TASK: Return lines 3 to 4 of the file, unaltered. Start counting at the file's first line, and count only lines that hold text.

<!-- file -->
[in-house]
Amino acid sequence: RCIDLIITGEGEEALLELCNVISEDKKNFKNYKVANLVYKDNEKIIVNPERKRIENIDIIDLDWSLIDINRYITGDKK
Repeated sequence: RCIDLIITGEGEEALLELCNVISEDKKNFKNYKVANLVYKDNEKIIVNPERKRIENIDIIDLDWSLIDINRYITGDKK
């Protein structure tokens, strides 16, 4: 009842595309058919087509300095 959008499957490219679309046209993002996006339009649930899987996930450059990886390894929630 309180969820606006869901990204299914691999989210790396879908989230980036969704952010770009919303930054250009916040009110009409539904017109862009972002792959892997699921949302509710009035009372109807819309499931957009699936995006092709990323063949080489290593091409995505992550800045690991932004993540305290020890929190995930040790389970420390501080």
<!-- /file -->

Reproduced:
Repeated sequence: RCIDLIITGEGEEALLELCNVISEDKKNFKNYKVANLVYKDNEKIIVNPERKRIENIDIIDLDWSLIDINRYITGDKK
């Protein structure tokens, strides 16, 4: 009842595309058919087509300095 959008499957490219679309046209993002996006339009649930899987996930450059990886390894929630 309180969820606006869901990204299914691999989210790396879908989230980036969704952010770009919303930054250009916040009110009409539904017109862009972002792959892997699921949302509710009035009372109807819309499931957009699936995006092709990323063949080489290593091409995505992550800045690991932004993540305290020890929190995930040790389970420390501080």